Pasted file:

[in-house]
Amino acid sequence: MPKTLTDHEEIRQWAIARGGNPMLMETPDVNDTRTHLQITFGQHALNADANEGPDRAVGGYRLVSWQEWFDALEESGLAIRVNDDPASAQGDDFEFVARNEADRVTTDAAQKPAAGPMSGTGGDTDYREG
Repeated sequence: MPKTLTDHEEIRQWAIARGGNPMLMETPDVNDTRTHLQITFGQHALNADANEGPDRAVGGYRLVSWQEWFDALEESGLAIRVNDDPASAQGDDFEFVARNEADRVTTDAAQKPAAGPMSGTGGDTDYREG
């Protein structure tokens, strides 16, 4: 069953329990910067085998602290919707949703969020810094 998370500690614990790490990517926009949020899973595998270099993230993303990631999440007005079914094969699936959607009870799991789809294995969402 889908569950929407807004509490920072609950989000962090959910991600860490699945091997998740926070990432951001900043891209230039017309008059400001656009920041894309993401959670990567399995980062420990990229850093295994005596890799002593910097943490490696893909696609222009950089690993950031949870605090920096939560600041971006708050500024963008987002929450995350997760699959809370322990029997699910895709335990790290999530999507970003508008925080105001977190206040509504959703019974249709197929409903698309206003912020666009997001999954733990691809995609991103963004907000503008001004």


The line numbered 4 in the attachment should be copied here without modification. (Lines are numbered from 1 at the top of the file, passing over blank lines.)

């Protein structure tokens, strides 16, 4: 069953329990910067085998602290919707949703969020810094 998370500690614990790490990517926009949020899973595998270099993230993303990631999440007005079914094969699936959607009870799991789809294995969402 889908569950929407807004509490920072609950989000962090959910991600860490699945091997998740926070990432951001900043891209230039017309008059400001656009920041894309993401959670990567399995980062420990990229850093295994005596890799002593910097943490490696893909696609222009950089690993950031949870605090920096939560600041971006708050500024963008987002929450995350997760699959809370322990029997699910895709335990790290999530999507970003508008925080105001977190206040509504959703019974249709197929409903698309206003912020666009997001999954733990691809995609991103963004907000503008001004």